Robert Higbee trial on May 28th

The defense case continued today.  Geoffrey Loftus, a really great expert, testified on the issue of memory and attention to support the defense’s theory that the stress of chasing the speeder resulted in Robert Higbee forgetting about the stop sign and then not seeing the sign.  I was a little concerned about Loftus getting a little long winded but  the TruTv reporter indicated that the jury was paying attention.  With these cases, the attorney and the expert need to have some type of code words that indicates that the jury is falling asleep and it is time to speed things up.

If I’m William Subin, Higbee’s attorney, I hammer the fact that the State did not even get into Higbee’s possible memory and attention issues and that the jury would have never leaned about this if it wasn’t for the defense. In addition, the State had the ability to call its own expert and they didn’t.  Of course, Loftus could not say that Higbee had issues with his memory when he made the statement.  Instead, he could only say that Higbee could have developed a false memory due to the events of the case. 

If I’m the prosecutor, I focus on the fact that Higbee is not a rookie; in fact, he teaches rookies.  In addition, it is not as if every state trooper or police officer crashes into other people every day when 1000’s of speeders are pulled over all across New Jersey.  Thus, what is so stressful about  pulling over a speeder, something that he has done 1000’s of times, that would prevent him from seeing a stop sign?  After all, state troopers more so than anyone else, are concerned with safety, traffic controls at intersections, etc. Thus, they should be looking to make sure that the intersection is safe before going through it at 60+ mph.  As a result, I would argue that Higbee could have seen the sign and/or should have known the sign was there and that he blew right through the intersection and then covered it up either intentionally or unintentionally a few weeks later.  

So, there are good issues on both sides.  For all the back and forth, I think this comes down to what the jury thinks about Higbee.  If they like him a lot, they will probably vote not guilty.  If they like the victims more, they will probably vote guilty.  As a result, it is quite possible that this will end in a dead locked jury because opinions about character or a personal attachment to the victims or Higbee  are unlikely to be swayed by factual or legal arguments.  In fact, the more each side is challenged, the more they may dig into their own positions.  Of course, if the juror are more analytical, they will probably say that the State came close, but not close enough and thus, vote not guilty.

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About jefhenningeresq

New Jersey Attorney focusing on white collar crime, street crime, business law, identity theft and family law.

Posted on May 29, 2009, in News and tagged , , , , , . Bookmark the permalink. 3 Comments.

  1. Hi, I just discovered your blog about the trial and it is very interesting to hear your perspective. I’m hoping your can post comments about the last few days — Higbee’s testimony, and the memory expert from yesterday (Tue.). I thought he damaged the defense’s case by admitting under cross that Higbee was not under any particular stress during the chase — ergo, sort of negates the excuse for missing the stop sign. I thought last week’s memory expert (Loftus) said Higbee’s “tunnel vision” was heightened because he was focused on the speeder’s taillights, causing a more stressful situation. There was even a chart depicting the body’s reaction to various levels of stress. Maybe I’m not “getting it”, but I thought the stress played into the reason for the tunnel vision. Now there’s an admission there was no stress, until right before impact when he apparently saw the girls’ van.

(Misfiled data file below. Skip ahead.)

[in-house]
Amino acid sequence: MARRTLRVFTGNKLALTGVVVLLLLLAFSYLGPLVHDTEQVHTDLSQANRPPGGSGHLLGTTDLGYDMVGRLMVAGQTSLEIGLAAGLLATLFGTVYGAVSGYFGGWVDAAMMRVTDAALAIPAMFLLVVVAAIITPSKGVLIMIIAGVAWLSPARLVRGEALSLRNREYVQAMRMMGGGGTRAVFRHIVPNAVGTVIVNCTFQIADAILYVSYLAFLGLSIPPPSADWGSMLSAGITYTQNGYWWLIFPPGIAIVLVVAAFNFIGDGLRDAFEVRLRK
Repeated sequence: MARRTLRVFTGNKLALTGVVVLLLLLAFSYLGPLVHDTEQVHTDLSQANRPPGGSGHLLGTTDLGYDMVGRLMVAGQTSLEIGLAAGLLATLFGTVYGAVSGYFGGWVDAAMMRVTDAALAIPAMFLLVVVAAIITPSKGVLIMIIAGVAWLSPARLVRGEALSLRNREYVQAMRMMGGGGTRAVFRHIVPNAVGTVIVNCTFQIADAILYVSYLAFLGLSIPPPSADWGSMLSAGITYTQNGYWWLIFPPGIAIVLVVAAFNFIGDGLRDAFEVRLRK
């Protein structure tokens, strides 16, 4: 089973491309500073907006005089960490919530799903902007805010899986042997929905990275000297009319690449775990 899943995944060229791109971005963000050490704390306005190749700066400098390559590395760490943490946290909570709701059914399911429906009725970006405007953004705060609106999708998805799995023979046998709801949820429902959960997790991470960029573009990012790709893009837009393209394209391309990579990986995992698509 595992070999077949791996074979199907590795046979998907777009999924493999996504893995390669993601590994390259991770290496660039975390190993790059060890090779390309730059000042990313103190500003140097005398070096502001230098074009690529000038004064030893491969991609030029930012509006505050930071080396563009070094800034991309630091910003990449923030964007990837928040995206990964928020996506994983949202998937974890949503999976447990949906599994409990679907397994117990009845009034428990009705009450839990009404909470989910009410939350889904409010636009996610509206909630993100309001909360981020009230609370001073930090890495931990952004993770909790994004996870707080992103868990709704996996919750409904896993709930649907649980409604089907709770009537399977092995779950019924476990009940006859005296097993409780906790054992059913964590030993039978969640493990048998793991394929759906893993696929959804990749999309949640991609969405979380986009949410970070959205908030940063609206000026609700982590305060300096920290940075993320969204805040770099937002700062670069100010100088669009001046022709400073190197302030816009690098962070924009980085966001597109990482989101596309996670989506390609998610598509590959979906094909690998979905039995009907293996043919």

• whitecollarcrimenews

      Thank you so much for your comment. I only saw part of the second expert because TruTv cut out for another trial. I really didn’t understand the reason to call another expert. I think it was a little too much which could only blow up on them.

      My take on Loftus’ testimony is that he said that Higbee’s attention could be impacted by this or that. As he cannot read Higbee’s mind, he cannot say for sure what exactly happened. Since the State has nothing to really counter Loftus, they had to be careful in how they cross him. As I said in my latest post, the prosecutor should have really focused on the fact that a routine speeder is not so stressful that an experienced trooper throws all common sense and training out the window to do something he has done a 1000 times.

      Regardless, this trial is so unfocused that the jury will likely be so confused that it will come down to how much they like Higbee. A mistrial seems like a safe bet but we still need to see summations which I am sure will be incredibly lengthy and mostly boring.

  2. While I am sorry for the death of 2 young women, I agree with the verdict. Robert Higbee was doing his job and does not deserve to criminalized. He will forever live with the knowledge that his actions caused the lives of these sisters–and the grief of their family and loved ones.
    My own sister was hit, on her motorcycle, by police car during a highspeed chase and I blame the criminals that the police were chasing. To me, they are the ones who have no regard for human life.
    I’m not defending all cops but this was a horrible accident and not a crime.

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